To see the best and worst of human behaviour, look no further than an airport or plane. Stress levels can soar when we’re swamped by thousands of people, also trying to get from A to B at the speed of light. Let’s face it, travel can be exhausting, uncomfortable (the majority of us don’t get to turn left), and isn’t always done for fun. When this is all mixed up together, along with those who are just plain scared of flying, the pressure cooker starts to reach bursting point.
But. And it’s a big but. Does this give anyone the right to behave in a less than desirable way? I could write an essay on the negative experiences I’ve encountered, including watching a group of men push to the front of a security queue at Schiphol Airport, Amsterdam, just a few days ago. They didn’t even blush with embarrassment as they bypassed the young families on their knees from travelling with babies. The negative examples will stop right here. We’ve all witnessed these situations, and don’t need reminding of how infuriating, upsetting and downright frustrating it can be.
The refreshing news is that there are strangers who will carry out selfless acts of kindness and restore your faith in humankind. Like the two men at Schiphol who carried my baby’s stroller down the stairs to the departure gate because there wasn’t a lift/elevator. Like the woman who offered to help fit my baby carrier because she saw I was struggling. Like the passenger who offered to hold my baby while I went to the loo. Yep, my examples are heavy on the baby references right now, but that’s the phase we’re in at this moment in time.
One personal experience stands out above all others.
Two years ago in April 2017, we were living in Dubai and had three children aged five, three and thirteen months. We travelled to Hong Kong to see my brother in law who lived there, and revisit one of our favourite cities. When it was time to leave the pearl of the Orient for home in the desert, flight disruption meant we got more acquainted with Hong Kong International Airport than even us airport lovers would desire. A good number of hours later, following multiple visits to McDonalds (judge if you will), two phones worth of mobile data drained from Peppa Pig consumption (not us!), and body clocks completely out of kilter, we set off on a packed night flight.
Seated separately, my husband was with the three and five year old, while I was sitting with our baby on my lap. I love nothing more than holding my babies, but when you’re on your knees from exhaustion, all you want to do is sleep. I was squidged by the window, with two men sitting next to me. They were Chinese. I couldn’t speak their language and they couldn’t speak mine. Not a word. What transpired is that some things transcend all boundaries – namely acts of human kindness.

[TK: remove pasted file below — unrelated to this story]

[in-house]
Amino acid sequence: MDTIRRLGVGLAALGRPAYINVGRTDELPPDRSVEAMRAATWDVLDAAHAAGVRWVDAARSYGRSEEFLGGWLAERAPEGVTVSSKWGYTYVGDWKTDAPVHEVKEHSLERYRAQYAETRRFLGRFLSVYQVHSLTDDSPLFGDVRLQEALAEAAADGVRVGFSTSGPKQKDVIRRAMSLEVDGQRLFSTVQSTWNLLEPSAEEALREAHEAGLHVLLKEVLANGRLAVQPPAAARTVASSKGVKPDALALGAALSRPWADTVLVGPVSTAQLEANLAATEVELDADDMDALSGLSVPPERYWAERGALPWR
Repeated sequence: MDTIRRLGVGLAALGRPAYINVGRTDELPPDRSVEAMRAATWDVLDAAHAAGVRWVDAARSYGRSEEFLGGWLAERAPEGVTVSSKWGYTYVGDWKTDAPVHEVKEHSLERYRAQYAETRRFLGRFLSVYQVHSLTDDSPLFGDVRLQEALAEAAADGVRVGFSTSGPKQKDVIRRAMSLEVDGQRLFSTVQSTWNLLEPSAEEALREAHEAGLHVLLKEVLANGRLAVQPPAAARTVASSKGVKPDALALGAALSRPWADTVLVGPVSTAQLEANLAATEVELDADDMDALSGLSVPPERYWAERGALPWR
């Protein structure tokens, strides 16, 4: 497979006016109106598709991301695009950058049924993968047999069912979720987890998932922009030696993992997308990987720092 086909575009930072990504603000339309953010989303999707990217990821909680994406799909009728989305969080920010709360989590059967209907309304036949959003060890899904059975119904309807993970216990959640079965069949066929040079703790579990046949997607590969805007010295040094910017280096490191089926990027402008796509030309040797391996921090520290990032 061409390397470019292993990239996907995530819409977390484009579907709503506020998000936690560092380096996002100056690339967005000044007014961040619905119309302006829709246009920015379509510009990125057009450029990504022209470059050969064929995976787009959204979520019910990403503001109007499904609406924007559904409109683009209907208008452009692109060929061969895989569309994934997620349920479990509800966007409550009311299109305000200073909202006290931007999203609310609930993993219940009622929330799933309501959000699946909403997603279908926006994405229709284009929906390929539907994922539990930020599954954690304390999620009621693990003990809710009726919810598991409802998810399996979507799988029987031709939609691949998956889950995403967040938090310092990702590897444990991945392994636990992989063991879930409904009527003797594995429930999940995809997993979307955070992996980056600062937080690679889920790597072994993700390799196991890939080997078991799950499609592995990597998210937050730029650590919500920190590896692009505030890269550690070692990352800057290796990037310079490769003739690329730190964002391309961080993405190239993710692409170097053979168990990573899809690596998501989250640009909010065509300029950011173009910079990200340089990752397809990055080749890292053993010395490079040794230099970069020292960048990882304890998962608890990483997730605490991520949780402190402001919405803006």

About two hours into the flight, the cabin crew served our meals. Seeing that I was struggling to cut my food, the man sitting next to me – let’s call him Angelo – used hand gestures to offer help. I was taken back by this, but accepted with relief. Once the meal service ended, the cabin lights were dimmed and sleep arrived for many. I tried to doze but couldn’t drift into a proper slumber due to holding my sleeping baby, who was wrapped in a snug blanket. At times his little feet popped out of the end. I was surprised but touched when Angelo gently wrapped the tiny feet back into the folds of the blanket. Then, Angelo put his arms into a cradling position and pointed towards my baby. It took me a moment to understand what he meant. Then the penny dropped. He was offering to hold my sleeping tot so that I could grab some shut-eye. Without the utterance of a word between us, we had an exchange that I will never forget.
I’ll be honest, I felt sceptical at first. Why would this stranger want to hold my baby? Should I let him? Is this a trick? Would I need to sleep with one eye open? I decided to let all pre-conceptions slide and have faith that most people are genuine and good.
Angelo held my sleeping baby for well over an hour, keeping his toes warm within the blanket, while giving me the gift of sleep.
I don’t know Angelo’s real name or where he was from, and I never will, but I will remember his kindness forever. Whenever I witness someone displaying less than desirable traits, I remember this stranger on the plane and hold onto the fact that on the whole, there’s a lot of good out there.
The stranger on the plane became my angel that night, and his kindness was immeasurable.
What acts of kindness have you experienced while travelling? What have you done to help others in transit?